§11-13CC-3. Definitions.

    For the purpose of this article:

    (1) "Ballot issue" means a nonrecall petition or referred measure in an election.

    (2) "Emergency" excludes economic conditions, revenue shortfalls, or state or its subdivisions salary or fringe benefit increases.

    (3) "Enterprise" means a government-owned business authorized to issue its own revenue bonds and receiving under ten percent of annual revenue in grants from all state and local governments combined.

    (4) "Fiscal year spending" means all state or its subdivisions expenditures and reserve increases except, as to both, those for refunds made in the current or next fiscal year or those from gifts, federal funds, collections for another government, pension contributions by employees and pension fund earnings, reserve transfers or expenditures, damage awards or property sales.

    (5) "Inflation" means the percentage change in the United States Bureau of Labor Statistics Consumer Price Index for Charleston, all items, all urban consumers, or its successor index.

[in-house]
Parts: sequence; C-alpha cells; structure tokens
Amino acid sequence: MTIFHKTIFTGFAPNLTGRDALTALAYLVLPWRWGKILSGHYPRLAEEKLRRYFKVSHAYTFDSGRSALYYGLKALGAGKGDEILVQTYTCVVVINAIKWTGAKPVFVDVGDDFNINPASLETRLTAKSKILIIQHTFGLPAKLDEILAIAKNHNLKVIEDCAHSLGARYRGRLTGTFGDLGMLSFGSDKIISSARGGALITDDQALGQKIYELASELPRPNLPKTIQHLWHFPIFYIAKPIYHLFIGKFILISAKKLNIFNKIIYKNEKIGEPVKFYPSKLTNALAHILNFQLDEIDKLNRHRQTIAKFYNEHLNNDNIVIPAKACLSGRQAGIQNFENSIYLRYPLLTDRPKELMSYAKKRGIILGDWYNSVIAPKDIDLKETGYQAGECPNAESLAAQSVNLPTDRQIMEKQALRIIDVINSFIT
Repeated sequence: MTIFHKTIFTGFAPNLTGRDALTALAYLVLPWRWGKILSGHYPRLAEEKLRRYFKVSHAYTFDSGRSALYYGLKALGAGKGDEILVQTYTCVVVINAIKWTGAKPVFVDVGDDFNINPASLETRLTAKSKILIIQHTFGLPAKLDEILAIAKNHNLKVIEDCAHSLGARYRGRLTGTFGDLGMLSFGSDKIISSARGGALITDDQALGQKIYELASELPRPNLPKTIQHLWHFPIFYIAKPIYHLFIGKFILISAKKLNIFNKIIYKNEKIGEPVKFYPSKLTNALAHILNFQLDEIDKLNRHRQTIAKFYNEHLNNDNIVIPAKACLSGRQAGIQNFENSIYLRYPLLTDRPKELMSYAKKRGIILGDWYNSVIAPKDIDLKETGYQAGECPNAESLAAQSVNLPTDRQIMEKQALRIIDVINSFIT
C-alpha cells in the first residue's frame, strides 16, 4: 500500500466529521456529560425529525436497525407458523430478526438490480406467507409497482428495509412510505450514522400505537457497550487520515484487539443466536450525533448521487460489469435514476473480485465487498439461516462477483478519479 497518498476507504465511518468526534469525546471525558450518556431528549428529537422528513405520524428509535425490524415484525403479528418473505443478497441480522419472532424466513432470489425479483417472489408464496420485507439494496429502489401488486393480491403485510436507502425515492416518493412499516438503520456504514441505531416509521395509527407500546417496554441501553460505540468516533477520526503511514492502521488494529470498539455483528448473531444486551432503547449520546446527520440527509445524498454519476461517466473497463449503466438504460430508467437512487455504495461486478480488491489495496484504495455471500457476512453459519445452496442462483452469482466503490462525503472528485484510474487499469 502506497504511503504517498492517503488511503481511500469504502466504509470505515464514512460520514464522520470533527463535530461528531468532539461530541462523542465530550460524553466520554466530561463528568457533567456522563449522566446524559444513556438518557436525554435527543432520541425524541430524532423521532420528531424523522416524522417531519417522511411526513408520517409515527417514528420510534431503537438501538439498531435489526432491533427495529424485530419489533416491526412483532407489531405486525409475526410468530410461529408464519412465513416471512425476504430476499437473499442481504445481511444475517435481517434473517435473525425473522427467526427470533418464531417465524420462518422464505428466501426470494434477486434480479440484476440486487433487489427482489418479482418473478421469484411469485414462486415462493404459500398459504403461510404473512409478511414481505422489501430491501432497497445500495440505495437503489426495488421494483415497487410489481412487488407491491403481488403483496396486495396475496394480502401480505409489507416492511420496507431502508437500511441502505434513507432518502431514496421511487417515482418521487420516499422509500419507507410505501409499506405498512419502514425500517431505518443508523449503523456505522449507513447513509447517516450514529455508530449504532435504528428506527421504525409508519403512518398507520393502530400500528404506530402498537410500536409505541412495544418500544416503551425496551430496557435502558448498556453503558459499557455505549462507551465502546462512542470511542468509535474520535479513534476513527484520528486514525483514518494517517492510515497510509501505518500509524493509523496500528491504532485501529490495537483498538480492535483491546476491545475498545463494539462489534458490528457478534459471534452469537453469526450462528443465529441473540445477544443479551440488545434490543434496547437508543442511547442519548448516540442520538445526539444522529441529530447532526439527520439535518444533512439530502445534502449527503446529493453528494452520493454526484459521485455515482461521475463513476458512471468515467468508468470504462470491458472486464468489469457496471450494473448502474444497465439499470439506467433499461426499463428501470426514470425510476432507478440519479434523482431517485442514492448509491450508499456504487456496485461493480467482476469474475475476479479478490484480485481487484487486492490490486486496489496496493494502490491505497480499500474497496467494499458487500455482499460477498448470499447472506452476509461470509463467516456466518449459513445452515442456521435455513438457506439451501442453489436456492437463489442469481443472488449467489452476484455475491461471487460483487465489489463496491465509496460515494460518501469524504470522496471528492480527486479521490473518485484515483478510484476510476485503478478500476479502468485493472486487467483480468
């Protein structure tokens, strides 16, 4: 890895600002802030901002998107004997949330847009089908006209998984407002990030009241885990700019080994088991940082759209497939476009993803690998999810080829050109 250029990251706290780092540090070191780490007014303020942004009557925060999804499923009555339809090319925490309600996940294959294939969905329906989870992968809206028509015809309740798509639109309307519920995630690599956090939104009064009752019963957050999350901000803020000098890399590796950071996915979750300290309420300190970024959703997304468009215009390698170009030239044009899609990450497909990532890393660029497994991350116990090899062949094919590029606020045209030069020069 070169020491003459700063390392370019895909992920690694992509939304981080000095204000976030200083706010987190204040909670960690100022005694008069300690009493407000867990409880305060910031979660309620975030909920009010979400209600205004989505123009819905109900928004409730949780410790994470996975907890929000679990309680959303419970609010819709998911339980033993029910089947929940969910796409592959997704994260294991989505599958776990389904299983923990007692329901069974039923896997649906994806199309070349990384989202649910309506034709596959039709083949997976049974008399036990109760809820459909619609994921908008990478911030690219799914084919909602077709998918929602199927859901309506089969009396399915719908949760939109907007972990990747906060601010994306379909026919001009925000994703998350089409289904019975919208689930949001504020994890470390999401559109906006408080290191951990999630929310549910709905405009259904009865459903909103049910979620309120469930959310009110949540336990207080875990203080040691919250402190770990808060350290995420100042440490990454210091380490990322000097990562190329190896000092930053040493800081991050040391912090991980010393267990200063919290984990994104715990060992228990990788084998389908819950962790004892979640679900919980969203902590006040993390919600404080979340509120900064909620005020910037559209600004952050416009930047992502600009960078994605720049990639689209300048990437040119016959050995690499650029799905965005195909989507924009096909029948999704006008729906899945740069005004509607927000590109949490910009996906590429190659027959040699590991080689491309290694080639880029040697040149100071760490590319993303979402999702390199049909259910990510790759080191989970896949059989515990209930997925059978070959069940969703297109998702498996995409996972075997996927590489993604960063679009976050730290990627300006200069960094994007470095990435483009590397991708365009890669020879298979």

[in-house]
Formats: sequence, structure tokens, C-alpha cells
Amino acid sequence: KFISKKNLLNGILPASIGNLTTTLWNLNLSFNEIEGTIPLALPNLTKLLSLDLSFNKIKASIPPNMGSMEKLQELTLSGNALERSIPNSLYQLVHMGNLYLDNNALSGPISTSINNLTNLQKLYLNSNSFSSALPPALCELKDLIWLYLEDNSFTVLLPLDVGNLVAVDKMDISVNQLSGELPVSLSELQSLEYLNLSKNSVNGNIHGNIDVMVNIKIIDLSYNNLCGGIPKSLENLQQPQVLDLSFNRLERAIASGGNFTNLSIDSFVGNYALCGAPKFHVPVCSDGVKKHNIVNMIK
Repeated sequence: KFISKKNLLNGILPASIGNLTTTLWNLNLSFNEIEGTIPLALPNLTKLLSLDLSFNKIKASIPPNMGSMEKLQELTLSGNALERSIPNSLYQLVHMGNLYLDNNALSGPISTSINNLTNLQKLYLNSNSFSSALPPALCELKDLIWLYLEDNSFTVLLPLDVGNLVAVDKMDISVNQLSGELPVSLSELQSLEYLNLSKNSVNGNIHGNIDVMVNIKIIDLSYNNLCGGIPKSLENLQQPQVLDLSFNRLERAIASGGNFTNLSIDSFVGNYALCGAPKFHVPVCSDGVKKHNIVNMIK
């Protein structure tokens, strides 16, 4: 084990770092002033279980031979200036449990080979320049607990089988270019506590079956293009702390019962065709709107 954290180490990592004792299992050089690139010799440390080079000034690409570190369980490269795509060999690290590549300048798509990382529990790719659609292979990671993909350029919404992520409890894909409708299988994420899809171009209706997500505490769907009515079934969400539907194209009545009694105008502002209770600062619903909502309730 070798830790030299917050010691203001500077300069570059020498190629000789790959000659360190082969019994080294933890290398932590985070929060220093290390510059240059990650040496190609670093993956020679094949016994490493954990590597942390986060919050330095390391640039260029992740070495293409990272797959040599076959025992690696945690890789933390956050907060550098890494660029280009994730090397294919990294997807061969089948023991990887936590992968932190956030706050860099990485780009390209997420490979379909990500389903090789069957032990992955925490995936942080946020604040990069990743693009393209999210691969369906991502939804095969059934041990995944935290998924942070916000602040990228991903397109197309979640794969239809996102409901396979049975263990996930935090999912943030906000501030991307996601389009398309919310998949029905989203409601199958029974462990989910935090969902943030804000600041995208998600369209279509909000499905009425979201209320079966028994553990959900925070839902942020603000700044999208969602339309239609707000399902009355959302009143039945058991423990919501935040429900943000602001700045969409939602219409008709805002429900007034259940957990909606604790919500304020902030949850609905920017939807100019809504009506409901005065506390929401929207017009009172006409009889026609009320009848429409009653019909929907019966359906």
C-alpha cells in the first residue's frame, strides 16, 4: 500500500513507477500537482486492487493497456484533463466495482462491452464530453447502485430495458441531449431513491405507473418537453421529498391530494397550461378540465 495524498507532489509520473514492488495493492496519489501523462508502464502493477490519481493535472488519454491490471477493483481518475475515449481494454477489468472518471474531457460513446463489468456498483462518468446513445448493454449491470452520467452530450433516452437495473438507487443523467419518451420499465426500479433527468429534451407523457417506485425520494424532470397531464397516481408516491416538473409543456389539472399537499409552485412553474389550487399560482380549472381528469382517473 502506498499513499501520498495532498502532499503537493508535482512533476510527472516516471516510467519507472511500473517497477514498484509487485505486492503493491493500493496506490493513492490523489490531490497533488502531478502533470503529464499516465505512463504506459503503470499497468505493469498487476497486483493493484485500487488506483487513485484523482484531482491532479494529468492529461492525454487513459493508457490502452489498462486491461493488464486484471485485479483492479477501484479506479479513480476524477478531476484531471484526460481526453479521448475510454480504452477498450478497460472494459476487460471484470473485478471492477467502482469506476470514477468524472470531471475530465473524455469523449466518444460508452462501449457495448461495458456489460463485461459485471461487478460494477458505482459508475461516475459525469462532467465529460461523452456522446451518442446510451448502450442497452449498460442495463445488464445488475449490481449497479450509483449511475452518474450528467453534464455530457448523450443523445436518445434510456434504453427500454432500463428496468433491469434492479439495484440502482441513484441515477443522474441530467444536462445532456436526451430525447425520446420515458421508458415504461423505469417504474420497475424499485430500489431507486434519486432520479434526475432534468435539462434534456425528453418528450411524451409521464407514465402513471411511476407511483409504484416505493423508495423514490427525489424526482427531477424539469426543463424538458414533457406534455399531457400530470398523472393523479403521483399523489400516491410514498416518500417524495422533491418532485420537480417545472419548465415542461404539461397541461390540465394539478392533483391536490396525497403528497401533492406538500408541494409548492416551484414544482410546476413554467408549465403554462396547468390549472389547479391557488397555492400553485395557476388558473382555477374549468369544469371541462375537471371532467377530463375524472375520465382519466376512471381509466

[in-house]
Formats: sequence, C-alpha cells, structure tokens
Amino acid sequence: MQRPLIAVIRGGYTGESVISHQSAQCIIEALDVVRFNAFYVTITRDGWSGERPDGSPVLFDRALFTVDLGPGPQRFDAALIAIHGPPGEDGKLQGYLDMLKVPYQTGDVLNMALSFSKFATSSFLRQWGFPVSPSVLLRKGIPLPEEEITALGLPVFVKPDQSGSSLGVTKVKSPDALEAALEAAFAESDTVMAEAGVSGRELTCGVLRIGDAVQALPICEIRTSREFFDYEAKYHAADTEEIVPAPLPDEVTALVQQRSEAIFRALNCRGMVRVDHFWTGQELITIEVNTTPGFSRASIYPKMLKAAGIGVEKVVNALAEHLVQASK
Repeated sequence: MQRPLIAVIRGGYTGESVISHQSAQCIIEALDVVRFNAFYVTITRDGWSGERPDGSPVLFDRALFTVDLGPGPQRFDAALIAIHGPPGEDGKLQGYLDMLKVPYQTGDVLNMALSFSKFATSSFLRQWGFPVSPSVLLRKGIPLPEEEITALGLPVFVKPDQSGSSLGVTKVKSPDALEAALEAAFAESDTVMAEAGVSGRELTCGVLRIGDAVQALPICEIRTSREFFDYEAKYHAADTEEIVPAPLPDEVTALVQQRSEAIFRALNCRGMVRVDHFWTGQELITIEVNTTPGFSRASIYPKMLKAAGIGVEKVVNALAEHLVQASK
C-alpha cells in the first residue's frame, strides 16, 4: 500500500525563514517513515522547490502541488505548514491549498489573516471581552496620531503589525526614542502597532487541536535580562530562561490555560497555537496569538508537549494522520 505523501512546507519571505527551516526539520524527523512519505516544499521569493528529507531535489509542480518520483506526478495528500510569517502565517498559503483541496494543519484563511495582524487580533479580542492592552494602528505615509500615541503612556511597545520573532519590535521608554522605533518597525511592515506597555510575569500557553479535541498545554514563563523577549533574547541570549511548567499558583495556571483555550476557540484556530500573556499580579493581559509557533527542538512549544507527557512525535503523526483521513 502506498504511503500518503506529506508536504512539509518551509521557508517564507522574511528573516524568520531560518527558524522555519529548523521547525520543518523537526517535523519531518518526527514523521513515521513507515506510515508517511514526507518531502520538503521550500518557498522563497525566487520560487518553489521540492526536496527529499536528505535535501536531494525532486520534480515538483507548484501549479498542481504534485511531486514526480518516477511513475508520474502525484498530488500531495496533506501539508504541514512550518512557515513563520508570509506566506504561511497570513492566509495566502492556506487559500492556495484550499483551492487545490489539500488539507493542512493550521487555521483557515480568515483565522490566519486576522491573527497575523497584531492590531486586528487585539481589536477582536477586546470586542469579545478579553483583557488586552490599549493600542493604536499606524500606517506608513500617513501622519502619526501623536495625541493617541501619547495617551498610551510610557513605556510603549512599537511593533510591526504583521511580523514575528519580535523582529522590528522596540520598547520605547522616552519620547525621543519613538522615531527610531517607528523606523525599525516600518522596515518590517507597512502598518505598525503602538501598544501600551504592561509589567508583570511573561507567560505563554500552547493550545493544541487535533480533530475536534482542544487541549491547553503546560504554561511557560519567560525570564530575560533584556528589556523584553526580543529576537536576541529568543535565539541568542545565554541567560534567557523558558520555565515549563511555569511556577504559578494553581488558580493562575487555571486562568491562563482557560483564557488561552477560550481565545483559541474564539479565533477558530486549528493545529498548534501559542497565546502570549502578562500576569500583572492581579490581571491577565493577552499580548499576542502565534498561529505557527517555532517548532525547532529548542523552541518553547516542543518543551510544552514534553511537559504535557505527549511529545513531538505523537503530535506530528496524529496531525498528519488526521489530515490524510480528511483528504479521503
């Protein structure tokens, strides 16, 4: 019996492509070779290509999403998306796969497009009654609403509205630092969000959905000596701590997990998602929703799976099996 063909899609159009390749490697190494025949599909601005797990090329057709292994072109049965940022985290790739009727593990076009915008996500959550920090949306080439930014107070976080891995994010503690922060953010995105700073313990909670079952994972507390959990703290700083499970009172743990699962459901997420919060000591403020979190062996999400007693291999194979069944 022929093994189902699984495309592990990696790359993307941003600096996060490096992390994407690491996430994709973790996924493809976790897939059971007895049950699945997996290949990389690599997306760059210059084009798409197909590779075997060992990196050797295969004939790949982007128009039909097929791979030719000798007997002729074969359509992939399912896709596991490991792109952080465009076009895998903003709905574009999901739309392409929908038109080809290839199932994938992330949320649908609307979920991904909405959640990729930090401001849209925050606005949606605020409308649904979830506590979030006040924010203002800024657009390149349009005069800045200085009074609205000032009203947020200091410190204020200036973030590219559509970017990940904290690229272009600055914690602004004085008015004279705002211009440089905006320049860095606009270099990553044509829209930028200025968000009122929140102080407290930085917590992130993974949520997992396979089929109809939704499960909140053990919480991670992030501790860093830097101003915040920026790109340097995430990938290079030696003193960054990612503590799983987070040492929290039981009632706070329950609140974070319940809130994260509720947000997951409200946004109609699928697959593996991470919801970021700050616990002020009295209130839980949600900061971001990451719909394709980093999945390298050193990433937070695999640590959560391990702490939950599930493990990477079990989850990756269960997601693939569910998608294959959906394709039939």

(6) "Local growth" means the percentage change in county student enrollment.

    (7) "State and/or its subdivisions" means the State of West Virginia, its political subdivisions and county and municipal governments.

§11-13CC-4. Elections; general provisions.

    (a) Ballot issues shall be decided in a state general election or on the first Tuesday in November of even-numbered years. Except for petitions, bonded debt, or charter or constitutional provisions, the state and its subdivisions may consolidate ballot issues and voters may approve a delay of up to four years in voting on ballot issues. State or its subdivisions actions taken during such a delay may not extend beyond that period.